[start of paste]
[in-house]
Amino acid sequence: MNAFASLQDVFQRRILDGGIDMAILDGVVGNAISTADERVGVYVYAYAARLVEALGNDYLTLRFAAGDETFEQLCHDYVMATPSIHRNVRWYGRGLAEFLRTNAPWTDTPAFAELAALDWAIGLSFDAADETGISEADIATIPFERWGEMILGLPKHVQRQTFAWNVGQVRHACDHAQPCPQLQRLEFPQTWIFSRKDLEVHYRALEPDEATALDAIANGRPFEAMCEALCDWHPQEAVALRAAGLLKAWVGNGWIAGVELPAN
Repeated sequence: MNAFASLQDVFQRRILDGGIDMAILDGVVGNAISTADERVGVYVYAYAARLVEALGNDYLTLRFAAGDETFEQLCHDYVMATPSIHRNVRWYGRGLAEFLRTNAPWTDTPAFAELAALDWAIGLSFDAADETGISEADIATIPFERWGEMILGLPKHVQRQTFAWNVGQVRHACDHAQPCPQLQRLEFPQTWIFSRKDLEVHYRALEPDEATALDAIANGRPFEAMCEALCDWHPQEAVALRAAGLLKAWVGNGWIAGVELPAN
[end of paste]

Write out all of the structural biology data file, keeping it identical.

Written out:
[in-house]
Amino acid sequence: MNAFASLQDVFQRRILDGGIDMAILDGVVGNAISTADERVGVYVYAYAARLVEALGNDYLTLRFAAGDETFEQLCHDYVMATPSIHRNVRWYGRGLAEFLRTNAPWTDTPAFAELAALDWAIGLSFDAADETGISEADIATIPFERWGEMILGLPKHVQRQTFAWNVGQVRHACDHAQPCPQLQRLEFPQTWIFSRKDLEVHYRALEPDEATALDAIANGRPFEAMCEALCDWHPQEAVALRAAGLLKAWVGNGWIAGVELPAN
Repeated sequence: MNAFASLQDVFQRRILDGGIDMAILDGVVGNAISTADERVGVYVYAYAARLVEALGNDYLTLRFAAGDETFEQLCHDYVMATPSIHRNVRWYGRGLAEFLRTNAPWTDTPAFAELAALDWAIGLSFDAADETGISEADIATIPFERWGEMILGLPKHVQRQTFAWNVGQVRHACDHAQPCPQLQRLEFPQTWIFSRKDLEVHYRALEPDEATALDAIANGRPFEAMCEALCDWHPQEAVALRAAGLLKAWVGNGWIAGVELPAN